Friday, 11 July 2014

A trip to Coventry - 'Roman Empire: Power and People'

The latest British Museum touring exhibition doing the rounds is currently residing at the Herbert in Coventry, and having failed to make it down to Norwich to see it at its previous venue, I was very pleased to be able to head across this evening to not only look around the exhibition, but also attend a very good lecture on Roman numismatics, of which more later.

I have to start with a tiny grumble, though not one that the Herbert has any control over.  Its something that afflicts every BM touring exhibition - a ban on gallery photography.  I get why some exhibitions have copyright problems, but the archaeology in this show doesn't suffer from this hindrance.  Likewise, some material is susceptible to light damage, but only allowing non-flash photography is now standard in most institutions.  There are no photographic restrictions when the objects are on display in the BM or in their local galleries, so why the change in policy when they are part of a formal exhibition like this?  It feels like such a backward step when we should be encouraging people to share their gallery experiences and promote the subject in the process.

But enough with the grumbles as the exhibition is very good, and strikes a lovely balance between BM material (British and international in nature) and local material.  This is a nice parallel with the study of Roman archaeology in general, which can vary hugely in scale between the truly classical and international and the incredibly local picture encountered in the different parts of Roman Britain.  A particularly nice example of this was the film of the Herbert's archaeology curator, Paul Thompson, teleporting around the Midlands to talk about local sites, which I really enjoyed.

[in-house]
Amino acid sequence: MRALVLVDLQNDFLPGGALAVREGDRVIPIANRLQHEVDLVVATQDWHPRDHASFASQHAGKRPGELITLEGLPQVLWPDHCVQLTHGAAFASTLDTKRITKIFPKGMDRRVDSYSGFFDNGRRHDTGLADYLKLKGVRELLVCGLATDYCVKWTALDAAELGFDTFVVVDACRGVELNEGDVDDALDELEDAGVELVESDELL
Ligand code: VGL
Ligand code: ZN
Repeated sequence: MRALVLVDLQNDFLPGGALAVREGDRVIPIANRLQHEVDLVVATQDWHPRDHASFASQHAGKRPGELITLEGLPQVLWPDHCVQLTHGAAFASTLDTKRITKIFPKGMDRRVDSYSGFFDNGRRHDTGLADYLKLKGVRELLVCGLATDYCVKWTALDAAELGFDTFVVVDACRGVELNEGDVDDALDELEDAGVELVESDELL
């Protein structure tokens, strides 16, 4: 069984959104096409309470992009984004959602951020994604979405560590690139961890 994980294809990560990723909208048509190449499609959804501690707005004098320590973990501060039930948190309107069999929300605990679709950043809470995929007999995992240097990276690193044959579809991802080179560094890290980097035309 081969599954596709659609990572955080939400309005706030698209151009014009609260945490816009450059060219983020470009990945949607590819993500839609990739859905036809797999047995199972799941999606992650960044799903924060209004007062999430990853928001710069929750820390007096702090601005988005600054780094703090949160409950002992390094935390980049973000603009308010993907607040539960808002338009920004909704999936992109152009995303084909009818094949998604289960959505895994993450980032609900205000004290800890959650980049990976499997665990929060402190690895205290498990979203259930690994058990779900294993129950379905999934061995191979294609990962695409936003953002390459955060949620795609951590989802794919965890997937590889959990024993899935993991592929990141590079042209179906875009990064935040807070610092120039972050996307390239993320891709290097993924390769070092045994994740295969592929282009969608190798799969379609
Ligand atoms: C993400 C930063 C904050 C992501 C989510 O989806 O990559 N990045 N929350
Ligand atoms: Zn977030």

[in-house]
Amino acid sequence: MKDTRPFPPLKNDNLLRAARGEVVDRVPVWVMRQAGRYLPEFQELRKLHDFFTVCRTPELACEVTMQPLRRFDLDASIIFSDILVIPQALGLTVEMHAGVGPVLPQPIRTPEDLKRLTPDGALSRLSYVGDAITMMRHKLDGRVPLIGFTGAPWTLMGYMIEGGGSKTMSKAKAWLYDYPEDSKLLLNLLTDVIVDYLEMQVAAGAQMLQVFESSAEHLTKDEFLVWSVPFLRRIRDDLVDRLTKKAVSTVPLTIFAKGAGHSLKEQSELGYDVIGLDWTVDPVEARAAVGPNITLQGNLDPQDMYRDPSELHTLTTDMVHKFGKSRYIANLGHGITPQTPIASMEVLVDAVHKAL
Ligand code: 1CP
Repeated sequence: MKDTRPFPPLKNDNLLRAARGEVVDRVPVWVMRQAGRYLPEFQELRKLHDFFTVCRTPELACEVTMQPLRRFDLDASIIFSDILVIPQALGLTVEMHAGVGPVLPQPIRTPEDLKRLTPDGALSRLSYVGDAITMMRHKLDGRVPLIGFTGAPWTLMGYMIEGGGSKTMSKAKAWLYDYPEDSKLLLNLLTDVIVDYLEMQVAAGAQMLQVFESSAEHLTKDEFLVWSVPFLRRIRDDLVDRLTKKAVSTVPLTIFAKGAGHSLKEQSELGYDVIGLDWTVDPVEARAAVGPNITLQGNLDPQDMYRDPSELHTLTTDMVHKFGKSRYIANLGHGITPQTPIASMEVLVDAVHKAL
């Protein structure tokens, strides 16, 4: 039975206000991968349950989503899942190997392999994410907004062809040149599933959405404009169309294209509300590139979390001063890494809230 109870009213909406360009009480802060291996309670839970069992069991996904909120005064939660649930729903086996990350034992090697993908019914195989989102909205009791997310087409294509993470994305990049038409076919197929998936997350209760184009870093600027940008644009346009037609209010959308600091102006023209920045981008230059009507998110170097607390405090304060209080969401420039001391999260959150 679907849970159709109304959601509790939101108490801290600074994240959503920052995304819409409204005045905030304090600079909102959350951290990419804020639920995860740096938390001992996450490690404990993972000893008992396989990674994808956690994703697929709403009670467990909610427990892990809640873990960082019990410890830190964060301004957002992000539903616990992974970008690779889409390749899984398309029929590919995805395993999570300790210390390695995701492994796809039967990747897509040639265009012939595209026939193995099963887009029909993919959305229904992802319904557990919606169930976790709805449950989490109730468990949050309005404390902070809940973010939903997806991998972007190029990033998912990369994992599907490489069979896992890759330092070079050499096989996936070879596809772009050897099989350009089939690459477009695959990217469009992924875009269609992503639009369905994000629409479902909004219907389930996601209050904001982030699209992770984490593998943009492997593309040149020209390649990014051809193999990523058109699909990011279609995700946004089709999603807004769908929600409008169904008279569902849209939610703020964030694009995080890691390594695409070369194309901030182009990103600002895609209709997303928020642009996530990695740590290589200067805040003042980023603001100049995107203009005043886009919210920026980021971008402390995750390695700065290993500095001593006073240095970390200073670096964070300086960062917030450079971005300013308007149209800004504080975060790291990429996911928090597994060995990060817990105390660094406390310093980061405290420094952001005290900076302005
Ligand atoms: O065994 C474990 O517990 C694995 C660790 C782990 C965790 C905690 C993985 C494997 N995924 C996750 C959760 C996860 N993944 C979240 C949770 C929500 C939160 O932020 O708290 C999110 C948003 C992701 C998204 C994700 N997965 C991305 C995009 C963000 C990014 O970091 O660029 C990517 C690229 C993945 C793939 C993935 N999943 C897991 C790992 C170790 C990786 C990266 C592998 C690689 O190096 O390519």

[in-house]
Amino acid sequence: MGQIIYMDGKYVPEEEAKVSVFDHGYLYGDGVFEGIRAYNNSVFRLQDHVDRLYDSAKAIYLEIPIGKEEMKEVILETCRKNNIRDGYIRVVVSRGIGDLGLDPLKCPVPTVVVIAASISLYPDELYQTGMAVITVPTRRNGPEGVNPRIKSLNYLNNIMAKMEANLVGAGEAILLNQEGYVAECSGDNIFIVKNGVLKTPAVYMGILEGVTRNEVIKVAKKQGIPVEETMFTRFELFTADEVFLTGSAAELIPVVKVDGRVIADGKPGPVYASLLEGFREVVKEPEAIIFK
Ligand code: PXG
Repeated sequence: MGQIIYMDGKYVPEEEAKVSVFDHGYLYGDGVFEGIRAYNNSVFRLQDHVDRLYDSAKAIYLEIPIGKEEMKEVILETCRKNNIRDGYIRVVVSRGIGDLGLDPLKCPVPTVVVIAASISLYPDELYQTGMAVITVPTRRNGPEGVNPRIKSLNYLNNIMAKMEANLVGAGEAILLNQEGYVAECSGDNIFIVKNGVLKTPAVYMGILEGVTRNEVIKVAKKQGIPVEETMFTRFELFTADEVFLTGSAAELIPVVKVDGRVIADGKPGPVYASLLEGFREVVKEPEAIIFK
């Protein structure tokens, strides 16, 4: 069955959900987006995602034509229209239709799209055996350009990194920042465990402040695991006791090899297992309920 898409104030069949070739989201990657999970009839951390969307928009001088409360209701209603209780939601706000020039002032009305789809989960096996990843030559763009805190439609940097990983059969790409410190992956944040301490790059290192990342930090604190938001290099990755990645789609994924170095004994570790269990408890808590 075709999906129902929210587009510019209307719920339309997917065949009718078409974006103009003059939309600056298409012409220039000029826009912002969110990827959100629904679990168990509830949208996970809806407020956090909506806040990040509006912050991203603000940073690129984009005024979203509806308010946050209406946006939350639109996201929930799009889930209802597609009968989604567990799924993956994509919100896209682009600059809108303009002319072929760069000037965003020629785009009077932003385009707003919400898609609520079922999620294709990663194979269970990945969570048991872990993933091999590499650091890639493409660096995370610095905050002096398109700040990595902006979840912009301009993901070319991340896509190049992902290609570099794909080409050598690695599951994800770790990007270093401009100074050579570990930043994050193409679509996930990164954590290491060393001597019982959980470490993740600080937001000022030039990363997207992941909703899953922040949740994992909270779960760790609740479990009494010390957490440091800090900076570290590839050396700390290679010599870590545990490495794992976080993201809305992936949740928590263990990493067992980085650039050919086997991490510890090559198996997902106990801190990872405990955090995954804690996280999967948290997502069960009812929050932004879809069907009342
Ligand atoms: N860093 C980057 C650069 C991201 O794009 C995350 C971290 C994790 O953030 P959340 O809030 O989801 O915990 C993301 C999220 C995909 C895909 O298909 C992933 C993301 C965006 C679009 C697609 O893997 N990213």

Some of the objects on show are wonderful, and the selection for a touring show is adventurous.  Items like the gilded bronze Hercules from Birdoswald, the stone carving of Horus in armour, the flourite 'Crawford Cup', and the variety of fine marble tomb monuments and altars are objects of the highest quality and benefit from the detailed attention they are given.  Also to be lauded is the decision to place so many of them on open display.  The lack of a pane of glass between viewer and object, as we all know, enhances the experience immensely.

On a more local level, it was an unexpected thrill to see items such as the Mars rider figurine from Norton Disney and a votive plaque with Vulcan from the famous Barkway hoard - both items I only knew from photographs and had not expected to come face to face with during my visit.  I was also very happy to see the coins and pot from the Selby coin hoard, which I have previously blogged about because of the funky science used to examine it.

One area where photography was allowed was a neat section where visitors can step into a Roman coin and become the Imperial portrait of Constantius Chlorus, father of Constantine the Great.

The second element of the trip was a very enjoyable evening lecture by Dr Clare Rowan of Warwick University.  Her topic was 'Coinage and Communication in the Roman Empire', which she tackled with palpable enthusiasm, keeping a good balance between the development of Roman coinage and its myriad imagery and social contexts.  Her blog on Roman numismatics can be seen here, and is well worth checking out.

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